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to think a three months notice period is too long

(65 Posts)
Buildmeup76 Sat 16-Mar-19 15:48:46

I’ve recently been offered a great new job however my notice period is three months. My new job may not be able to wait that long for me to start. Am i unreasonable to think that one month is enough notice?

Horsemenoftheaclopalypse Mon 25-Mar-19 13:09:04

What level?

3 months is totally standard for middle management office jobs.
Most people in our office are on 3 or 6, only v junior are on 1 or 2 months. (Below manger level)

Alsohuman Mon 25-Mar-19 12:50:41

Three months is pretty standard. I was required to give that amount of notice in a job I had but my new employer wanted me to start asap. I gave a month’s notice and asked them if they were going to tie me to the chair because that’s the only way I’d stay longer. Needless to say, they caved.

ChaosMoon Mon 25-Mar-19 12:43:29

3 month notice periods are ridiculous. I've never seen anyone with a 3 month notice bit check out. At best. At worst, they become obstructive because they're so desperate to leave.

A former director would never negotiate an early end date for anyone in our department. By god he moaned when he had to work out all of his notice!

OrangeJellySpread Mon 25-Mar-19 12:36:32

Do we work for the same idiot boss? I can understand 3 months for managers, but even the juniors at my place has 3 months notice hmm I just see miserable people who don't want to be there for at least 2 months in their notice.

anniehm Mon 25-Mar-19 12:29:02

3 months is normal for managerial and above, also professional type jobs. I'm on 3 months, dh is on academic year basis (notice by feb 1 to leave July 31, can't leave until following July otherwise)

Scorpvenus1 Mon 25-Mar-19 12:19:21

Ok flame me all you want but I think 3 months or even 2 is unreasonable. I am about to hand my notice in today and a job that I have been after for years popped up. I have been here 3 years and nothing has changed they make us work late and I don't get to see my 1 year old in the evenings 5 days a week. So found a job closer and with better hours at 37.5 per week.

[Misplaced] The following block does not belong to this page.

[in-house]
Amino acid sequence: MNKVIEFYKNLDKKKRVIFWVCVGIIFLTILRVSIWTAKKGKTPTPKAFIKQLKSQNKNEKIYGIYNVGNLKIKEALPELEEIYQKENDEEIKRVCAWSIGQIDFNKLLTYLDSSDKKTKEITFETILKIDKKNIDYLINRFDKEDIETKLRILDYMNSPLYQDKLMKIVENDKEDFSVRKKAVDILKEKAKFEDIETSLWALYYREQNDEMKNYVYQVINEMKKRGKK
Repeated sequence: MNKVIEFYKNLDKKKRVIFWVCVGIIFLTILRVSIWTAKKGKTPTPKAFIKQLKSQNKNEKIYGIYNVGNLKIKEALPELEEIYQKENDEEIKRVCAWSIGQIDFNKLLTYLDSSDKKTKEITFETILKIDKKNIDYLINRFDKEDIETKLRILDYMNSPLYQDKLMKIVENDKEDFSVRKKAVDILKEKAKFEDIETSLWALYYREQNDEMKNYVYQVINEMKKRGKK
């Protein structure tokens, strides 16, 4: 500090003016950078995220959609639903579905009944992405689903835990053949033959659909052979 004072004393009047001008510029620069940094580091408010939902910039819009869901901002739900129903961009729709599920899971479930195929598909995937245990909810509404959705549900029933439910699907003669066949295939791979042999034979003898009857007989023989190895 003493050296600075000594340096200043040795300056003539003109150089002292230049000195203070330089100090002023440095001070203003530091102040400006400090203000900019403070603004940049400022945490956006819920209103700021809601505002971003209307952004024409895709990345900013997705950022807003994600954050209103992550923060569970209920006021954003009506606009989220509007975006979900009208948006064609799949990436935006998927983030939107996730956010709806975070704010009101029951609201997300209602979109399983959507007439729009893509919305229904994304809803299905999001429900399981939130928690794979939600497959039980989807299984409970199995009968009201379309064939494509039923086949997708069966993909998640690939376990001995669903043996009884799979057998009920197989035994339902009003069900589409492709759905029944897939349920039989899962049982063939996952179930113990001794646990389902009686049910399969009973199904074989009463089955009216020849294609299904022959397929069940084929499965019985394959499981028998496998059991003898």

I do not plan to work my notice I am working till the 28th of March as I don't work weekends and then I will not come in and I wont owe any money to them. A lady left 3 months ago and the reasons was her brother died and had to leave for china immediately. I cant use this excuse so its the only way or loose out on the perfect job pay and location wise. Also if you were to drop dead tomorrow they would have a temp in within a week, so don't place all your loyalties to a company who wouldn't do the same for you.

Janella Sat 16-Mar-19 18:47:39

Mine was 3 months and gosh it was a tedious three months to get through!
A few months later a colleague left giving only two weeks notice as she suddenly moved away as her mother became very ill. She felt bad about letting her colleagues down as this no doubt impacted them but there was no other option. Employer was supportive.
Worth a conversation as soon jobs don't require a person to person handover, but others do. Depends on your role.

isabellerossignol Sat 16-Mar-19 18:43:42

Mind you, the same employer also refused to give references of any sort, yet refused to employ anyone who couldn't supply detailed references hmm

isabellerossignol Sat 16-Mar-19 18:42:30

I’ve got a three month notice period and I didn’t find out until after I’d started the job, it’s not a senior job and I’m pretty easily replaceable so I’d assumed it would be 1 month, I didn’t even think to ask when I was interviewing.

I used to work somewhere like that. I was at the bottom of the heap, on minimum wage and was still expected to give three months notice. It made it more or less impossible to leave, unless you could resign before finding another job. They knew that, that's why they did it. I didn't get a contract to sign until I had already started the job, so it wasn't something you could negotiate on before accepting the job in the first place. I got round it be resigning when I was on matenity leave.

Mummyshark2018 Sat 16-Mar-19 18:40:37

3 months is standard in professional roles. We have a high level vacancy atm within the nhs the original person handed in notice, we then had to get agreement from HR to recruit again (as is the current situation in lots of public sector ages) to that post has meant that original person left last month, interviews in next few weeks and if successful that person is likely to have to give 3 months, meaning in reality we are going to be without someone doing that job until at least June! I don't know what the hold up was at the start but maybe that's public sector.